E-mail OrderingHome           Exhibitions           MSVU Collection           Publications           Posters           Working Title           Resources

MSVU Collection

¤ Charlotte Lindgren

Date of Work
¤ 1983

Accession Year
¤ 2013

Accession Number
¤ 2013.3

¤ On display

¤ Textile

Home » MSVU Collection » Weather Front

Return to search results

Charlotte Lindgren
Weather Front

Image Not Available
Image Not Available

Charlotte Lindgren
(b. 1931 Toronto, ON; lives in Baddeck, NS)

Weather Front 1983
hand-woven linen and sheet acrylic
56 x 112 x 119.5 cm
Gift of the artist, 2013
Mount Saint Vincent University Collection

Charlotte Lindgren is a pioneering textile artist, well-known for the large, hand-woven sculptures that she began producing in the 1960s. Lindgren pushed the boundaries of her medium by using unexpected materials such as cow hair, wire and plastics, in addition to wool, linen, silk or mohair. The influence of architecture in Lindgren’s work is evidenced by a dedicated exploration of form, material, and particularly of scale. The larger works prompt consideration of the human body; Lindgren created structures that invite the spectator to move around and enter into them. In 1980, the Art Gallery of Nova Scotia presented a retrospective of Lindgren’s work entitled, Fibre Structures, which included Windjammer, a piece similar to Weather Front. Lindgren ceased weaving in 1985.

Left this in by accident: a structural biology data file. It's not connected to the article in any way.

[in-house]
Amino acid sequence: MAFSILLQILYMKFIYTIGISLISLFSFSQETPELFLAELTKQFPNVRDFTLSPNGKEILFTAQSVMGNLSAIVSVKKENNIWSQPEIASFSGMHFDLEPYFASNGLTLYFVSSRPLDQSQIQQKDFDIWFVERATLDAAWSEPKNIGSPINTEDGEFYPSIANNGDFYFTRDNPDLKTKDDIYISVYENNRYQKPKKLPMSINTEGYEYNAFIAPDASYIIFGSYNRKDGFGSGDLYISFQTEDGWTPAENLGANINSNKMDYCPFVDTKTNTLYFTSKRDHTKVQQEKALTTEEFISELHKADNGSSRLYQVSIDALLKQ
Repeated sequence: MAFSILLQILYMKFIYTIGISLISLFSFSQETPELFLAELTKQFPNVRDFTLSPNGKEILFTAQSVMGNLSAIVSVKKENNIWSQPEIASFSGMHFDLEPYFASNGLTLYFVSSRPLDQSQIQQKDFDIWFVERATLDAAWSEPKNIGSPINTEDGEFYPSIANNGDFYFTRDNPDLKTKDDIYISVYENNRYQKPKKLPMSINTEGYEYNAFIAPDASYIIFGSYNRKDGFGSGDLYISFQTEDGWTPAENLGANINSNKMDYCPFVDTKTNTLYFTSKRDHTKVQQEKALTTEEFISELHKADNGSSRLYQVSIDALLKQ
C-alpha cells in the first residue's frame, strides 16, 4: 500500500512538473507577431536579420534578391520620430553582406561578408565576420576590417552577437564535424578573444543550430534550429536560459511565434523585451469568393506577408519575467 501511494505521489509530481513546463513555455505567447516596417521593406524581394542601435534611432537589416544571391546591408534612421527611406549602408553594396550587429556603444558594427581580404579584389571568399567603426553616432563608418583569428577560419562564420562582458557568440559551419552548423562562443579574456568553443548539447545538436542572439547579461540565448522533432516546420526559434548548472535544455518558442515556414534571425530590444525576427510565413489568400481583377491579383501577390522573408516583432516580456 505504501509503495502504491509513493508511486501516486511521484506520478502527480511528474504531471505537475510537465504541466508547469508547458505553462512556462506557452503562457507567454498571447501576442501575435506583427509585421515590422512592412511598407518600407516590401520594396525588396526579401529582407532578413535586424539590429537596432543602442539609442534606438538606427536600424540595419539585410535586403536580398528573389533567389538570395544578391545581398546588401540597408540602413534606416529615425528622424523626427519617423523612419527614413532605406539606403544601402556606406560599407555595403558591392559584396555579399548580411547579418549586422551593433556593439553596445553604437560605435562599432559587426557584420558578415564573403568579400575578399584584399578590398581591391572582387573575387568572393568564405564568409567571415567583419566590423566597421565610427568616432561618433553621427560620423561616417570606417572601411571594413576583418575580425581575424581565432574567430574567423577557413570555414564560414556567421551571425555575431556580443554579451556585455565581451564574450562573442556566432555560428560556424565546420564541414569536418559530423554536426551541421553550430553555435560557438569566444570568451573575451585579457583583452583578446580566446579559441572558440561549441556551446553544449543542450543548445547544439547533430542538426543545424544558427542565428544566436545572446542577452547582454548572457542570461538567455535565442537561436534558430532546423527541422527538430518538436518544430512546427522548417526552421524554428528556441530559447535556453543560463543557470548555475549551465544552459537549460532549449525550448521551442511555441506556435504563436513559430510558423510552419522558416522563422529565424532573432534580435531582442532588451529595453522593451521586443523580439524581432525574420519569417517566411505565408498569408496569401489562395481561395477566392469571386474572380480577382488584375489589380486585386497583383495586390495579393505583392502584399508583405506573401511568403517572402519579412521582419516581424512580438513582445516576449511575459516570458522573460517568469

Weather Front is exemplary of the fibre sculptures Lindgren created while working in an abandoned church in Halifax. Her Armdale church studio allowed the artist room to spread out her forms after they were completed flat on the loom. Weather Front is composed of a colourful linen textile, woven with a stepped pattern, and suspended from the underside of a large clear acrylic sheet. The linen-lined acrylic sheet is cantilevered from the wall and hangs parallel to the ceiling. Six additional loosely woven rectangular panels of diminishing sizes, in shades of red, green, and blue, hang perpendicularly. The hanging rectangular panels mirror the shape of the stepped pattern in the linen textile. The acrylic sheet supports the pendant lengths of textile giving the work a geometric shape, a semblance of weight and a three-dimensional form.

Return to search results

E-mail OrderingHome           Exhibitions           MSVU Collection           Publications           Posters           Working Title           Resources